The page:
Did you know that truck drivers have an important role in day-old chick transport? And, that they can help you to improve the transport performance of your hatchery? Good drivers take care of their truck and the live animals on board, which improves farm delivery performance.
Hatcheries aim to deliver good-quality day-old chicks in high numbers and good hygiene. Because hatcheries are not only responsible for the quality at the time of delivery, but also for possible losses in the first week, they need to pay close attention to the transport part as well. In our experience, chick transport still doesn’t get the attention it deserves in terms of specialized transport equipment and/or skilled day-old chick truck drivers. Using a well-trained truck driver is a potential to boost your farm delivery performance.
Let’s focus on the role of the day-old chick transport truck driver. The best drivers take care of the animals left in their charge, have a good understanding of their work and equipment, give feedback to the hatchery, and communicate well with the customers. Therefore, in our philosophy, a driver who gets professional training can be seen as a driver-operator. And, they can even rise to the higher level of an ambassador of the hatchery who helps to increase your customer satisfaction.
It can be difficult to find good drivers because working conditions for truck drivers can be tough.
In the summer season, they often have to drive during the night because their equipment is unable to cope with hot conditions during the day. Being held responsible for the chick quality at arrival is a part of the job for well-trained drivers, but can be very stressful for untrained drivers. After a long trip, and return to the hatchery, they are expected to clean the truck as well.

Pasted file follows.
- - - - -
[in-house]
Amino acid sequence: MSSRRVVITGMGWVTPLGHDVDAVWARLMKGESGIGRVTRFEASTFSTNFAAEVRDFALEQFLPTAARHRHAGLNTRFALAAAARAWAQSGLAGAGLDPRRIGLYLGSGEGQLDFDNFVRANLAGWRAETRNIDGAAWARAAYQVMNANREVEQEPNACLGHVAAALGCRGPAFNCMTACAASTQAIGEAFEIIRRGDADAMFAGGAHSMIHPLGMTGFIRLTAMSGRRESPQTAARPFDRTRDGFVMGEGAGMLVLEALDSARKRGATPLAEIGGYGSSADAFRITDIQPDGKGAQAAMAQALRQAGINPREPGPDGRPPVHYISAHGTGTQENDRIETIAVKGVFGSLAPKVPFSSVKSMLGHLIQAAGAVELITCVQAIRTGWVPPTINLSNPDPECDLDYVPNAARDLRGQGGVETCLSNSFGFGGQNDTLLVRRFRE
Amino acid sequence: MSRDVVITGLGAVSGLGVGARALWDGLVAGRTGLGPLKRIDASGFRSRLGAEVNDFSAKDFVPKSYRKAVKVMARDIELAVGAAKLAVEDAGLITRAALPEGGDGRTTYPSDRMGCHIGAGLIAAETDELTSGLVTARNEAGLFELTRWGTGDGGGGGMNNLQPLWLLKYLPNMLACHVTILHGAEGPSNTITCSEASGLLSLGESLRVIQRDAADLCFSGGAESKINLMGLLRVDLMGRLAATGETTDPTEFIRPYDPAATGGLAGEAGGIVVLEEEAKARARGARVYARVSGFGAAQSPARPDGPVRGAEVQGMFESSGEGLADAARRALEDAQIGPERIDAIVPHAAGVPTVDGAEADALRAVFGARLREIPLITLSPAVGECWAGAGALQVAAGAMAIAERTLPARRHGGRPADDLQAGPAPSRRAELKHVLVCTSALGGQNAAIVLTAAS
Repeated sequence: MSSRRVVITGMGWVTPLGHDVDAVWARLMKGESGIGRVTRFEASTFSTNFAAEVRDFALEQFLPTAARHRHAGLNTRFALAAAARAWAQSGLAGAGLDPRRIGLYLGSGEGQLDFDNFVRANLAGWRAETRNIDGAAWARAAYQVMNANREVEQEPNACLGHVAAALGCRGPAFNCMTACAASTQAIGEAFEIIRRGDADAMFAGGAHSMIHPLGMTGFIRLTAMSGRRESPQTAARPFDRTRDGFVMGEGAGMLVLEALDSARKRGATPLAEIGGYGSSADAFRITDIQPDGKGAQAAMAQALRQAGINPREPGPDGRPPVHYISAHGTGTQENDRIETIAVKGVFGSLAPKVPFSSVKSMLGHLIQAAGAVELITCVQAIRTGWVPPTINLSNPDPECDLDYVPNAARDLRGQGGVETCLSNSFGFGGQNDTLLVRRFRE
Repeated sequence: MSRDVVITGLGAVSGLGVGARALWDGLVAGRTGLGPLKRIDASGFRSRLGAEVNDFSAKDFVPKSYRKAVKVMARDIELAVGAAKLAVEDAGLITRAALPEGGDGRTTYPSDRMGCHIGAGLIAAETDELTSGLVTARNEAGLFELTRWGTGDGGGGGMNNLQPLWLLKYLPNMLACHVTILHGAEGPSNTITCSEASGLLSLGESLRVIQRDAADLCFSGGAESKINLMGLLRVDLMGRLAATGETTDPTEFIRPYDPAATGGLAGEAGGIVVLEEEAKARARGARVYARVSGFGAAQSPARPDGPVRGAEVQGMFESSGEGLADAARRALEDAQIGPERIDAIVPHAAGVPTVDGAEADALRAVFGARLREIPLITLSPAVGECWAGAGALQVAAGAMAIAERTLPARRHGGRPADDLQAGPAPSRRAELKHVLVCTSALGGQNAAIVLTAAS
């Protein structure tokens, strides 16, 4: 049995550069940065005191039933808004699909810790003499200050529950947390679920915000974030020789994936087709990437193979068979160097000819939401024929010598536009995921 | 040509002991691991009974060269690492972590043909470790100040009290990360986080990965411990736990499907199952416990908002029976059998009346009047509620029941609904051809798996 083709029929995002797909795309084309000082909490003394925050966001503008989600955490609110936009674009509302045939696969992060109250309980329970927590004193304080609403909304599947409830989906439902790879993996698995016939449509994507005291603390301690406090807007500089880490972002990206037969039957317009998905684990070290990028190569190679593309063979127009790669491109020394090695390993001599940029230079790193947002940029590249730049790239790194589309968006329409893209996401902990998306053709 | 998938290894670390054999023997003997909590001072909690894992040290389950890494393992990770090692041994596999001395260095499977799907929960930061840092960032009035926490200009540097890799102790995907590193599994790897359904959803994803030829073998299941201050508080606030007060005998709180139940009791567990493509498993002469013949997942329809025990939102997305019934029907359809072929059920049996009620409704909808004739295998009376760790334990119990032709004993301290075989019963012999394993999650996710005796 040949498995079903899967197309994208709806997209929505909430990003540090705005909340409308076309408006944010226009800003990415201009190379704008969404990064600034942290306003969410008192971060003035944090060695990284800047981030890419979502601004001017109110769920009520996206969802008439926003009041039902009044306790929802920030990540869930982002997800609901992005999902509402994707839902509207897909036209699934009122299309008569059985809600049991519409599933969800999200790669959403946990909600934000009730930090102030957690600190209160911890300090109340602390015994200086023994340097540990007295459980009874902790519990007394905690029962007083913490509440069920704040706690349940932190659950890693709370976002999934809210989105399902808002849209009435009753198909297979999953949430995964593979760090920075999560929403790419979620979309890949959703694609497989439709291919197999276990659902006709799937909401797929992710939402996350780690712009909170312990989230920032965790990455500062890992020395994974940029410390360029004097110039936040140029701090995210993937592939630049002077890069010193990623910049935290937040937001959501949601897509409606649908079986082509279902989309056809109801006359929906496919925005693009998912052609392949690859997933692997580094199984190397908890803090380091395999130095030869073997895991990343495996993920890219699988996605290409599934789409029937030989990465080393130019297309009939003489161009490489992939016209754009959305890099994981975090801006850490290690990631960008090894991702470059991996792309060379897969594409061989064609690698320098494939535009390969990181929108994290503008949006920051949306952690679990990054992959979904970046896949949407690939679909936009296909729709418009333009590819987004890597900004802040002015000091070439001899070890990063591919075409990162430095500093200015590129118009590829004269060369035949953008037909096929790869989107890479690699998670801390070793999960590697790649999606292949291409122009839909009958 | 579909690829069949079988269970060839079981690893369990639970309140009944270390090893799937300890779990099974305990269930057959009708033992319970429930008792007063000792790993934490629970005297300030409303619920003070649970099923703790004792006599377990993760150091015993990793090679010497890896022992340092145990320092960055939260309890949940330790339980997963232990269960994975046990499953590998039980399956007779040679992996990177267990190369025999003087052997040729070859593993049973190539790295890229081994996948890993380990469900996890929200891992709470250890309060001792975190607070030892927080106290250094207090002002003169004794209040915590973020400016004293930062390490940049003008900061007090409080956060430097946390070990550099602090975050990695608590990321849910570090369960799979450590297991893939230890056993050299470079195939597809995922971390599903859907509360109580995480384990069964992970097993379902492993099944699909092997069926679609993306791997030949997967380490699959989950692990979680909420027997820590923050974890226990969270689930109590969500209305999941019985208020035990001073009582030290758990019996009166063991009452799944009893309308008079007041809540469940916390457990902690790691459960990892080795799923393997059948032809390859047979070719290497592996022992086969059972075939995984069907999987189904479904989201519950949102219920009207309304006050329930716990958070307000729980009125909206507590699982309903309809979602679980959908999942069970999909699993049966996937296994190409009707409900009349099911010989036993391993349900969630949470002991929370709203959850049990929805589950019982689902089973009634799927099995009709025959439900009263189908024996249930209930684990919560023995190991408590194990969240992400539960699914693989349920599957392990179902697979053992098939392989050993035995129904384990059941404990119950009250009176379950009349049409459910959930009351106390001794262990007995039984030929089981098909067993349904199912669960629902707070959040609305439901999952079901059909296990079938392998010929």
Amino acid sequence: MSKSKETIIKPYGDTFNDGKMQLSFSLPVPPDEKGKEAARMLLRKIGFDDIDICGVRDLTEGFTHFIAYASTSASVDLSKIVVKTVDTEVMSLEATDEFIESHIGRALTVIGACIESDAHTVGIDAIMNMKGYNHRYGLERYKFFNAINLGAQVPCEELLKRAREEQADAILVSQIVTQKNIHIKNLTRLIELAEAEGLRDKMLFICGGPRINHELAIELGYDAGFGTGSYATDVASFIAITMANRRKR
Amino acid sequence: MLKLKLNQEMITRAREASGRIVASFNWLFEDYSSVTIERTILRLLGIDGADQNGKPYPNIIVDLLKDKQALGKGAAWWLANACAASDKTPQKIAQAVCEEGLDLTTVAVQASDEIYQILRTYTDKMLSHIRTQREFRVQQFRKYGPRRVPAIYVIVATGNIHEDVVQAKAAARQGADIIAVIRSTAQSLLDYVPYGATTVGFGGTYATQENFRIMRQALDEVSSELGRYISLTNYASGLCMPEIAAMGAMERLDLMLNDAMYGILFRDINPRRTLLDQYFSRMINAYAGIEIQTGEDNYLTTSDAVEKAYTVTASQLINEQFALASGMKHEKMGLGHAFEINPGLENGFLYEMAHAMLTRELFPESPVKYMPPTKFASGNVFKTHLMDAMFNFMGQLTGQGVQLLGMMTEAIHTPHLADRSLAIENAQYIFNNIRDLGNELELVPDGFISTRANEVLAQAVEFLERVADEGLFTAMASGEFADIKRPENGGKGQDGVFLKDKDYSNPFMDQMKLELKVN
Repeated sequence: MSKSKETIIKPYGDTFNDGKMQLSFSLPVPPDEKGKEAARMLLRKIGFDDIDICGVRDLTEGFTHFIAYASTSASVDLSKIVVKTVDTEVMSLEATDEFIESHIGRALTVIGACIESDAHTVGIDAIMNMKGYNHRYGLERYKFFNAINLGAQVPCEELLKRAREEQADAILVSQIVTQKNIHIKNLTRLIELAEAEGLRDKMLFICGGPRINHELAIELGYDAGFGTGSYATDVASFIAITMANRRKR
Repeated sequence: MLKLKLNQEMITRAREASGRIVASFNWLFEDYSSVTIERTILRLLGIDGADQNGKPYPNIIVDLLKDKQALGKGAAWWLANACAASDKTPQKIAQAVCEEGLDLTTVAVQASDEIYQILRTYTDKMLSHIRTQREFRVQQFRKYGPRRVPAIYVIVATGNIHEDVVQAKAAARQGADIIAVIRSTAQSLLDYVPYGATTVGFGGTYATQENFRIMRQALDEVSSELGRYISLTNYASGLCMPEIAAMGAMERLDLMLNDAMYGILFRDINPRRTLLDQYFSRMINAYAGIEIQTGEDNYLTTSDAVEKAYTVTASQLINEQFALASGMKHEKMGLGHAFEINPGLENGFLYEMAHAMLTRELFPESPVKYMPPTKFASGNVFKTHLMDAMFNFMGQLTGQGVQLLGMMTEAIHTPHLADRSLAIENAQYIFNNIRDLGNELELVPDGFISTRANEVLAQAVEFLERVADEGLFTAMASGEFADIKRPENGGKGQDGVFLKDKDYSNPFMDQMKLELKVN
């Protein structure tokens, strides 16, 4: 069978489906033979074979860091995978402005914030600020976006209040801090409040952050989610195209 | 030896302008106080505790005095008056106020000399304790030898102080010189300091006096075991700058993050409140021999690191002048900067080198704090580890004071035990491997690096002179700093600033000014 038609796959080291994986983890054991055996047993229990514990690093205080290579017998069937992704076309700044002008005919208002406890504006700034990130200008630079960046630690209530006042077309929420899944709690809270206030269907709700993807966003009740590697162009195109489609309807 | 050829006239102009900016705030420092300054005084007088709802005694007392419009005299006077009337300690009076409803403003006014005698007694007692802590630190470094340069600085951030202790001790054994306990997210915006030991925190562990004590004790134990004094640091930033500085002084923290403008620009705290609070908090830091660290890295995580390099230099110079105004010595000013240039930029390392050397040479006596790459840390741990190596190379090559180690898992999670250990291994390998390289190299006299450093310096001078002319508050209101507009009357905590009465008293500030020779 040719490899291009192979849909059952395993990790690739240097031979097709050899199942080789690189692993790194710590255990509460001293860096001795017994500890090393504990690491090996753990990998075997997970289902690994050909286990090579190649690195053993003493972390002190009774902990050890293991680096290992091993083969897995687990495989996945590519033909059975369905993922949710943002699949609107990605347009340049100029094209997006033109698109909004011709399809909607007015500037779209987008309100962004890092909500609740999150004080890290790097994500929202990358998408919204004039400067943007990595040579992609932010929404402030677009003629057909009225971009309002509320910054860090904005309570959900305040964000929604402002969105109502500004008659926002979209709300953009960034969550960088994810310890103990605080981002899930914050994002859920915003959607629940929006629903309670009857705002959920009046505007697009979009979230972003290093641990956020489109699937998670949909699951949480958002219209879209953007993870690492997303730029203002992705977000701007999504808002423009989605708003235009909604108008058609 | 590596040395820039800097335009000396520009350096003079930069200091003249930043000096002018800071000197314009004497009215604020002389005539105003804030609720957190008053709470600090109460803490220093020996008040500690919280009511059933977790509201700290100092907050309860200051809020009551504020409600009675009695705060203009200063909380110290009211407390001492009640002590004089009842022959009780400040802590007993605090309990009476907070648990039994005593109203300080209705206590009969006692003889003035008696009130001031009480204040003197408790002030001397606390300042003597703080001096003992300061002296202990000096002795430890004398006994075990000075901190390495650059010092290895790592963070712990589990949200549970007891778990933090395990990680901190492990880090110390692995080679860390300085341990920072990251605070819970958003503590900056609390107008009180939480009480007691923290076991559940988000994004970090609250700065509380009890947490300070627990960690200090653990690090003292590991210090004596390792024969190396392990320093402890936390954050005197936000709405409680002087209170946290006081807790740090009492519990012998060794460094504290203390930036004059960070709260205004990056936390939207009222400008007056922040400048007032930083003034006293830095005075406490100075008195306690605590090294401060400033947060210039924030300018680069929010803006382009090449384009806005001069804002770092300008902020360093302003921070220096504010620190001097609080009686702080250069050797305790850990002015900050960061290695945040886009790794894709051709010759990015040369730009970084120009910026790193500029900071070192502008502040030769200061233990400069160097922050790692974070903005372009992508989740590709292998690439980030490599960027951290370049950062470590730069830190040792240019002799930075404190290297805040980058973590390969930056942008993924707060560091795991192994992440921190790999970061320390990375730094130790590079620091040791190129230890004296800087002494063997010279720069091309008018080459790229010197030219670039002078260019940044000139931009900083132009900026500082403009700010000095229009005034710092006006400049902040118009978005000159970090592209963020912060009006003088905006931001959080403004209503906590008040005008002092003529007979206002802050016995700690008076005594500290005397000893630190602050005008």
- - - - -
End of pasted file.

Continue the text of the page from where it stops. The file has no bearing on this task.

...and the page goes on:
Improvement can be made by implementing:
1. Education in professional day-old chick transport for your drivers and technical staff
2. Preventive support from the transport manager and/or technicians
3. A well-prepared truck: cleaned, disinfected, fueled up and pre-heated or -cooled
4. Clear loading and unloading instructions, and a logical loading plan
5. Periodic driver team meetings to evaluate deliveries and transport, and share experiences
6. Monitoring by Track & Trace
The team challenge is to deliver the highest quality day-old chicks. Based on years of know-how and feedback about driver training at Heering, we recommend that you support your truck drivers in the best possible way. Committed drivers with peace of mind will improve your farm delivery performance, and therefore, have an important role in day-old chick transport.
To operate at full potential, it’s imperative that drivers receive the support they need to excel at their job. At Heering, we provide the education and equipment that ensures truck drivers you can trust with your livestock.